Two years ago, Sony delivered a rip-roaring E3 press conference punctuated by three industry-shaking reveals. The show opened with the reintroduction of The Last Guardian, but it was the announcements of a Final Fantasy 7 remake and Shenmue 3 that really shocked the world.

Each year, the gaming world turns its attention to the series of lavish showcases, put on by the world's biggest video game companies, that take place before the LA Convention Centre's doors swing open to allow the media, and this year the public, to get their hands on future releases.

E3 always toes an uneasy line between being a festival for those with an excitable, enthusiastic love for video games and being a celebration of the companies that ultimately just want our hard-earned money.

When Sony showed off The Last Guardian, Final Fantasy 7 Remake and Shenmue 3 at E3 2015, it was only natural that people got excited.

Like so many, we at IBTimes UK couldn't believe what we were witnessing. Expletives were yelled.

The announcements were completely unexpected, answered calls fans had been making for years and it was ultimately all good news - but many all-too-easily ignored the huge caveats that came with each project.

The Last Guardian, six years on from its very first announcement as a PS3 project, eventually came good, releasing in late 2016. The other two games, revealed during the earliest days of their development, haven't fared as well.

This past weekend (26-29 May) news has broken that work on Final Fantasy 7 Remake is to move in-house at Square Enix, suggesting development at external studio CyberConnect2 has been troubled. Meanwhile, Shenmue 3 developer Ys Net revealed the game won't be making an appearance at E3 in June in its latest update for Kickstarter backers.

No one reasonably expected either game to release so soon, but it won't be long until the lengthy stretch between announcement and release starts to grate on fans eager to play both long-awaited games.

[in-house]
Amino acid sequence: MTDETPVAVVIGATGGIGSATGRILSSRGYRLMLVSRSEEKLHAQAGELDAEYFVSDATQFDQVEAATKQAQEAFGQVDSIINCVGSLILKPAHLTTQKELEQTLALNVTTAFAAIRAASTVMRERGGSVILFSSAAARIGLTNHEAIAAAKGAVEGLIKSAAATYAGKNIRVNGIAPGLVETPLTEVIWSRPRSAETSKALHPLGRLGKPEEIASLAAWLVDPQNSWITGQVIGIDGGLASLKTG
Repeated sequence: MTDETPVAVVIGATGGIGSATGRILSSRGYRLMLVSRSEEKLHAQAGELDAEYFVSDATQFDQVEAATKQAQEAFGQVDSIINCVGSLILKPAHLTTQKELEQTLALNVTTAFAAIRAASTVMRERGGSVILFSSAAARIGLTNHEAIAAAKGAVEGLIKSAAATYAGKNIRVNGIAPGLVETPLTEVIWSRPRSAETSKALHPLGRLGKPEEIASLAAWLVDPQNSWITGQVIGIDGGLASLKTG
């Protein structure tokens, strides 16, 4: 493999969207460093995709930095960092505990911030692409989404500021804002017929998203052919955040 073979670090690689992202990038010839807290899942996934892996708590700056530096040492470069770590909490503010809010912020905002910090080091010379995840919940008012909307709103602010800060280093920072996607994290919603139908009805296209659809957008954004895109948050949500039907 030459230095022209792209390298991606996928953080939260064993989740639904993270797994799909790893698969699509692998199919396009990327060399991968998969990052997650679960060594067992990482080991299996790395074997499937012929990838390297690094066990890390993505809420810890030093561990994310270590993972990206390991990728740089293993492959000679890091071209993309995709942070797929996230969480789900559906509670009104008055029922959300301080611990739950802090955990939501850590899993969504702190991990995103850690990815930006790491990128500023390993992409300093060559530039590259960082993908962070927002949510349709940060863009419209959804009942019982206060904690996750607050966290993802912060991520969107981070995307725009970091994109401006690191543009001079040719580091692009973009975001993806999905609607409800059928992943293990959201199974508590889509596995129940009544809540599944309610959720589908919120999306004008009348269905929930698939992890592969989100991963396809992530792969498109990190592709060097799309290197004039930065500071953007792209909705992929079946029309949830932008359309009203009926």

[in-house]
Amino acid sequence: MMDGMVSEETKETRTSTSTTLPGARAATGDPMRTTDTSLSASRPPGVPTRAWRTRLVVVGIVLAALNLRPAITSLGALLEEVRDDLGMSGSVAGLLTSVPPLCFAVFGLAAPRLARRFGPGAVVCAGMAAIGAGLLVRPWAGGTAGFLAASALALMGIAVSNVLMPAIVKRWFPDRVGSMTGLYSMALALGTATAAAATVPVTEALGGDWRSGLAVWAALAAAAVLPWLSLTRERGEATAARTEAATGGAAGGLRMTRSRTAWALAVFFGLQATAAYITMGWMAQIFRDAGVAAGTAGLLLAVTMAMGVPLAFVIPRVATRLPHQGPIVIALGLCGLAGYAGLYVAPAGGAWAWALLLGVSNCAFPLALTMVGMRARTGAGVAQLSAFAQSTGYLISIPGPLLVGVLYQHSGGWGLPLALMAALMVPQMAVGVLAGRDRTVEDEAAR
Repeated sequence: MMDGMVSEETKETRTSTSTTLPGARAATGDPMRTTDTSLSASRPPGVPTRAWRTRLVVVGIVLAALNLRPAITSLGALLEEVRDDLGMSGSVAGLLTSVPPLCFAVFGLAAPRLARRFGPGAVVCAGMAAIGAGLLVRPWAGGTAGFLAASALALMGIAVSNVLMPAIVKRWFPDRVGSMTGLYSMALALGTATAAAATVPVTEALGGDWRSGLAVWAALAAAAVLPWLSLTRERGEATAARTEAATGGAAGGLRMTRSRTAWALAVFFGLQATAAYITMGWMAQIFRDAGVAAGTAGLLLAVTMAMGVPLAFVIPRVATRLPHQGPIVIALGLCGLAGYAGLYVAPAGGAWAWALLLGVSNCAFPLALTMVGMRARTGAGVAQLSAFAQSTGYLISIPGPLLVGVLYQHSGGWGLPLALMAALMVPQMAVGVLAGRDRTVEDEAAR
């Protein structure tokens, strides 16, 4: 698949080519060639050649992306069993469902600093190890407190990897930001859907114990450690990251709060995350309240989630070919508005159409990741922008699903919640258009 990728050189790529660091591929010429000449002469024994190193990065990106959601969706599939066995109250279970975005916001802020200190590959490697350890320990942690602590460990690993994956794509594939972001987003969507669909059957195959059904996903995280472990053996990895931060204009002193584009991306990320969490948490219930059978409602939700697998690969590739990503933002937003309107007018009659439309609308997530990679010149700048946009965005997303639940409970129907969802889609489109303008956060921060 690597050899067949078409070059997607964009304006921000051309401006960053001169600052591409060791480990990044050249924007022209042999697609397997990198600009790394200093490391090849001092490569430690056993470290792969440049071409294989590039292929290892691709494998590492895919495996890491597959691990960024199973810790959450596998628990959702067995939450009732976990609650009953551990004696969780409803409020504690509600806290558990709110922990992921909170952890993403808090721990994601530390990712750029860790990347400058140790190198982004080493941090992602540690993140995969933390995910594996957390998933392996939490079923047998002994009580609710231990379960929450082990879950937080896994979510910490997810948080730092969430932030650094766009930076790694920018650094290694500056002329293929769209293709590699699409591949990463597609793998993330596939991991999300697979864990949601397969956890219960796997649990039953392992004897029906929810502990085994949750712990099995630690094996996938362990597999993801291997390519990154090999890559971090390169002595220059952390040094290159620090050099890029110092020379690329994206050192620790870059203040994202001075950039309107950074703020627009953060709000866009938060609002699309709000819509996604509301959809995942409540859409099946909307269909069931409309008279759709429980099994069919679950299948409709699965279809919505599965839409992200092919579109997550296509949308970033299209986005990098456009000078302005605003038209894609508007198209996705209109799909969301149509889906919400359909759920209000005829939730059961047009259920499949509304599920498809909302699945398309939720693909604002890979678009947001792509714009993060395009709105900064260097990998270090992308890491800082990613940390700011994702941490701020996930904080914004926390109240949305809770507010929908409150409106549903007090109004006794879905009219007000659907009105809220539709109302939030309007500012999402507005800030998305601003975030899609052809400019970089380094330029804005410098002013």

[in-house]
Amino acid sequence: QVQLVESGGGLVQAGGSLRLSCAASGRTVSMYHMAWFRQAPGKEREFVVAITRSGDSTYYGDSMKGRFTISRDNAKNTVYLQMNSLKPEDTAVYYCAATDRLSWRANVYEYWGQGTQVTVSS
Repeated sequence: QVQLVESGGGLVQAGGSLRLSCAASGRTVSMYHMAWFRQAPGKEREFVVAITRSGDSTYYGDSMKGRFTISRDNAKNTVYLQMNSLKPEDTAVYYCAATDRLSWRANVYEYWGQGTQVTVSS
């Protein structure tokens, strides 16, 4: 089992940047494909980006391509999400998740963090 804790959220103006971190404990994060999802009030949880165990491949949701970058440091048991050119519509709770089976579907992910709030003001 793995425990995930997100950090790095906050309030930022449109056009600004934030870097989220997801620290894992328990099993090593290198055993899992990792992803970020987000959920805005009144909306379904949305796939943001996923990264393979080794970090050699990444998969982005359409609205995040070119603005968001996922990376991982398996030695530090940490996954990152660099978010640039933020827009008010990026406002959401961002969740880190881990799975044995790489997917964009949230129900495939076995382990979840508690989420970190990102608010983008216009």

So these latest developments serve as a timely reminder, less than two weeks before E3 2017 begins, that for all the hype that engulfs E3 every announcement and every promise made should be met with skepticism.

We've seen similar stories with Crackdown 3 and the now-cancelled Scalebound from Microsoft, which were both announced in 2014. These announcements were all made in the second full year of this console cycle, when Microsoft and Sony wanted to respectively catch up and sure its footing in the ongoing sales battle.

Hideo Kojima's Death Stranding, which was announced at E3 2016, will undoubtedly suffer a similar fate. Kojima took his time with his Metal Gear Solid entries, and those were supported by a major publisher. Finding his feet as leader of his own studio will surely only prolong production of his first game since leaving Konami.

Not that we should naturally assume the worst of every bit of E3 news. Recently studios have got wise to the frustration lengthy marketing campaigns can have, and so we've seen games announced and released within six to eight months - such as Bethesda's Fallout 4 and Ubisoft's Watch Dogs 2.

E3 is always a fun time for fans of video games, but buying wholesale into the hype generated as much by those running the show as those enjoying it, is to the benefit of nobody except companies hungry for pre-orders.

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